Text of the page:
When someone bets on sports, in many cases they are doing so because they feel their predictions about a certain game are more accurate then the Vegas bookies. They might feel that they know something others don’t, or that Vegas is underestimating or overestimating the impact of a particular event, or even that they have an overwhelming gut feeling. In many ways, this is an ambitious asumption. After all, what gives someone the confidence to believe that they know better than the aggregated opinion of thousands of bettors (which is what Vegas ultimately bases their lines on)?
If I had to briefly summarize the reason that I feel it is possible to beat Vegas, I put it as such: People have preconceived notions, and these notions are difficult to change, even in the face of contradictory information. There are a number of studies and papers on this phenomenon, some even indicating that people become more sure of their prejudices when presented with facts suggesting they are incorrect. One of the ways of gauging these preconceived notions is to look at bookies’ and experts’ preseason predictions for a team’s wins over the course of the year. Hypothesizing that bettors are not responsive enough in updating their opinions of how good or bad a particular team is, a team’s record when measured against their preseason wins prediction should have some bearing on the number of times they are able to beat the spread.
In order to test this hypothesis, I set out by getting an average of each teams predicted win total before the 2014-2015 season started. To find this average, I took the predictions from two betting sites (Bovada and Westgate Superbook) and one predictions/data analysis site (TeamRankings).
Next, I compared each team’s record to their projected number of wins at a quarter-way through the season, halfway through the season, three-quarters of the way through the season, and the end of the season. For example, if a team was projected to win 40 games on the season, and I was looking at them 3/4 of the way through the year, then they would be expected to have 30 wins at that point. I would then take their actual number of wins, and subtract the projected amount from this total. So if the team above had actually achieved 43 wins at this point, then they would be +3.0 at the 3/4 mark. Once I had the amount each team had over- or under- achieved their win totals by at these points, I ran a correlation with their WATS (Wins Against the Spread) at the same point to determine if there was a predictive effect.
Results: At every point during this past season, I found an extremely strong (at the .000 level) correlation between a teams performance against their predicted win total, and their number of WATS. The correlation at each point is as follows: 1/4 Season – .75, 1/2 Season – .82, 3/4 Season – .78, Full Season – .75.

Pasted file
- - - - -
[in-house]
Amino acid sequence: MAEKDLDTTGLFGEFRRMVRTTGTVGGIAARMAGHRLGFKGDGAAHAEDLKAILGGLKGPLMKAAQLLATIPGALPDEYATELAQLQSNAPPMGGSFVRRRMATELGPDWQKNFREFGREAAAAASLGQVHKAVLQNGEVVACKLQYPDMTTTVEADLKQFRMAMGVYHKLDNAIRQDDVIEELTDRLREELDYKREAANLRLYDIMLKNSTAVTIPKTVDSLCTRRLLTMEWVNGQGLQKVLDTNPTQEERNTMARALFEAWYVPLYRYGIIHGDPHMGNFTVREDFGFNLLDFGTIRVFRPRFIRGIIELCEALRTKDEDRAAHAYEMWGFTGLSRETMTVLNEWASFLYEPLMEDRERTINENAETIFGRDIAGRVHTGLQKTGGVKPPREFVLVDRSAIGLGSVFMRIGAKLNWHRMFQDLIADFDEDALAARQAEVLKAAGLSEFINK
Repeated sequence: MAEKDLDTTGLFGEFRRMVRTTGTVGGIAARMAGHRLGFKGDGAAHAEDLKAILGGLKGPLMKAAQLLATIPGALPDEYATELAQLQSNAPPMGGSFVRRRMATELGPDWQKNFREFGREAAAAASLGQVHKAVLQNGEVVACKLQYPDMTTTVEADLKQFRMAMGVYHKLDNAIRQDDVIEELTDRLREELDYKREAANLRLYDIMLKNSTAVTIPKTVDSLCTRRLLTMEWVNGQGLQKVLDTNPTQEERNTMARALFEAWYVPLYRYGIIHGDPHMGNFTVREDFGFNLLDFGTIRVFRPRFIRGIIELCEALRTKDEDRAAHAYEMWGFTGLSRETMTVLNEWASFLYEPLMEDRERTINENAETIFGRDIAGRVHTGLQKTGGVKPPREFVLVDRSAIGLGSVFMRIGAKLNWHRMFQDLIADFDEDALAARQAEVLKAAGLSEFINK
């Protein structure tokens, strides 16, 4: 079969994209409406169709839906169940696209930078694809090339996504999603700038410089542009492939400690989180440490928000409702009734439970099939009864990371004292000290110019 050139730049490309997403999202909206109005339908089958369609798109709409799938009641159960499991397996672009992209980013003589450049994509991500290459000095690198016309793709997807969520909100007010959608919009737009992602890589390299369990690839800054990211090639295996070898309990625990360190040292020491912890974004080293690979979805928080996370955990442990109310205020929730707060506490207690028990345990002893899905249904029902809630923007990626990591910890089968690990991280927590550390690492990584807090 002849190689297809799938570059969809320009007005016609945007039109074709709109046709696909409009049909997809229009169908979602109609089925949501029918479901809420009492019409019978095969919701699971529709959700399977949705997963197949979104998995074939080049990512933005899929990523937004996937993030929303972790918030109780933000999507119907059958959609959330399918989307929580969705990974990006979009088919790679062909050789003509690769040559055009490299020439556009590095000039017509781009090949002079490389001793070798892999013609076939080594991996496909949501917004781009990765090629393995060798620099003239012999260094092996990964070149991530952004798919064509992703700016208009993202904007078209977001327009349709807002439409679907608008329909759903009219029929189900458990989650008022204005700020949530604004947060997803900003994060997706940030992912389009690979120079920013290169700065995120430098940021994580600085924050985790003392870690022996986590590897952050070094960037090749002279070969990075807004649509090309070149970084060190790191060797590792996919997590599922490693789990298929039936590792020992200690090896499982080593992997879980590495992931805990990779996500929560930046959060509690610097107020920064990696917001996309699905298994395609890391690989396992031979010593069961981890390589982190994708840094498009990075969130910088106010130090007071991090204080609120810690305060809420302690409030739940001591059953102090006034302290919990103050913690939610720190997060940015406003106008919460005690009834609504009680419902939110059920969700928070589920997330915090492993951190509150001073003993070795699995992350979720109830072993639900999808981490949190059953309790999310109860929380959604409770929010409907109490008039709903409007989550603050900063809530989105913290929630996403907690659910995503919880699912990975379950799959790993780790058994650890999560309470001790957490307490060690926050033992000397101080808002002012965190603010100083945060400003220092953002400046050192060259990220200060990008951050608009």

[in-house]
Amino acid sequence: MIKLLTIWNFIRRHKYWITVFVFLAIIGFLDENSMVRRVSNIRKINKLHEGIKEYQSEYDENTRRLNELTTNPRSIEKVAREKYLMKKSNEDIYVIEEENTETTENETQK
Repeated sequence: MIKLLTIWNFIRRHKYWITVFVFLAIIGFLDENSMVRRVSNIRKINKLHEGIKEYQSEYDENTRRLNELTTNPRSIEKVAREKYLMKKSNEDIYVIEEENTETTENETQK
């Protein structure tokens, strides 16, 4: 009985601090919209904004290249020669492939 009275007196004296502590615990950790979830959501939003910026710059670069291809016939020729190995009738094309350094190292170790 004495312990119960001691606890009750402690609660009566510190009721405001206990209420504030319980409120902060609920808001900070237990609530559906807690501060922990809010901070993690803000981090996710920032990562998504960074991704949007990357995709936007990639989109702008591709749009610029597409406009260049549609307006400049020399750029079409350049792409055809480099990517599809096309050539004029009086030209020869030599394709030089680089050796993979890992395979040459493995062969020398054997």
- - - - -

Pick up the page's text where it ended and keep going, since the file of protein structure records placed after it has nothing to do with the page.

Analysis: It seems that there is a very strong correlation between how much a team under- or over-performs their preseason predictions, and WATS. The results indicate that this correlation increased in strength up until the halfway point of the season, and then decreased in strength thereafter (but was still extremely strong, relatively speaking). To get more accurate information about this, ideally I would want to run a follow-up correlation on each section of the quarter-season individually, without each previous quarter’s data muddying things.
As for what sort of conclusions we can draw from this, I think the data supports my hypothesis that bettor’s habits do not react quickly enough to new information, and thus the spreads do not either. What this means is that teams that were expected to have a great season and then fail to deliver will have see spreads that do not give them enough of a handicap, and likewise, teams that outperform expectations will encounter spreads that give them too much of a handicap. To illustrate this point, you can have teams with a losing record (Utah Jazz, 38-44), yet that outperformed expectations (25.13 predicted wins), and therefore ended up with a winning record against the spread (44-39). Similarly, you can have a team with a winning record (Oklahoma City Thunder, 45-37), that did not live up to their expectations (56.7 predicted wins), and therefore ended up with a losing record against the spread (39-44). The Oklahoma City case is especially telling, as bettors were unable to accurately adjust their high hopes for the team even after reigning MVP Kevin Durant was lost for the season after 27 games.
The final (and ultimately most important) question to consider in this analysis is how to use this information to help us as bettors. The simple answer would seem to be that at the very least, a gambler can make a profit by figuring out which teams are over-performing against their preseason predictions in the first quarter of the season, and then betting on them in the second quarter of the season and beyond. Of course, there are all sorts of mitigating factors to take into account, such as the health of key players and strength of schedule. These factors are ones I will make a point to look at in refining this potential strategy down the road.